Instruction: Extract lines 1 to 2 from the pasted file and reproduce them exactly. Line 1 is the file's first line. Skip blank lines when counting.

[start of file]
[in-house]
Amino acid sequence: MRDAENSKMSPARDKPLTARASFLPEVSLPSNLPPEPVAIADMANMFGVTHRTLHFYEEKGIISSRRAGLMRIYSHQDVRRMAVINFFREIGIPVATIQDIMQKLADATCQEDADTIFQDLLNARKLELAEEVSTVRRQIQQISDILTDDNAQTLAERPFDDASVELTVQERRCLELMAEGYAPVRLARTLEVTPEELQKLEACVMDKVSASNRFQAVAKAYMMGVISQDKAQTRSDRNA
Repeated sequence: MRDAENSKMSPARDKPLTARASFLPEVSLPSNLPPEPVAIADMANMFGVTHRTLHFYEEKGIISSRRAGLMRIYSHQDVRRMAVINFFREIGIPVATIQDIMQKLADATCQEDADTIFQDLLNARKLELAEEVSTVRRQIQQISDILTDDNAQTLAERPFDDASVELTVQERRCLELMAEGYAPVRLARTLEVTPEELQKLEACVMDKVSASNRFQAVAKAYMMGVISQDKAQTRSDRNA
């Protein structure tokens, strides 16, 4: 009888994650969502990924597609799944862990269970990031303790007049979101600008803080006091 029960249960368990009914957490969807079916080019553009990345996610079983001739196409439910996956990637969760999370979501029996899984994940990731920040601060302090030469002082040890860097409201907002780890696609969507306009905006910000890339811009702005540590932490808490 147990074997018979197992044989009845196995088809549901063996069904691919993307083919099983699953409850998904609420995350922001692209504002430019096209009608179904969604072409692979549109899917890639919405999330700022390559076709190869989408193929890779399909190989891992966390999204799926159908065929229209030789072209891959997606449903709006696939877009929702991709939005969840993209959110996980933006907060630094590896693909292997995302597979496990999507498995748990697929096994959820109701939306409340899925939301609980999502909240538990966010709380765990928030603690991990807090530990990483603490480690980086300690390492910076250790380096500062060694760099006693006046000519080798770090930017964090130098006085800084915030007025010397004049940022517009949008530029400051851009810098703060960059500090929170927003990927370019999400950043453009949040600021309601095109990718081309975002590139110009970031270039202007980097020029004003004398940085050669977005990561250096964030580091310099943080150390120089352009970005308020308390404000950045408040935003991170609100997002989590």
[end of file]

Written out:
[in-house]
Amino acid sequence: MRDAENSKMSPARDKPLTARASFLPEVSLPSNLPPEPVAIADMANMFGVTHRTLHFYEEKGIISSRRAGLMRIYSHQDVRRMAVINFFREIGIPVATIQDIMQKLADATCQEDADTIFQDLLNARKLELAEEVSTVRRQIQQISDILTDDNAQTLAERPFDDASVELTVQERRCLELMAEGYAPVRLARTLEVTPEELQKLEACVMDKVSASNRFQAVAKAYMMGVISQDKAQTRSDRNA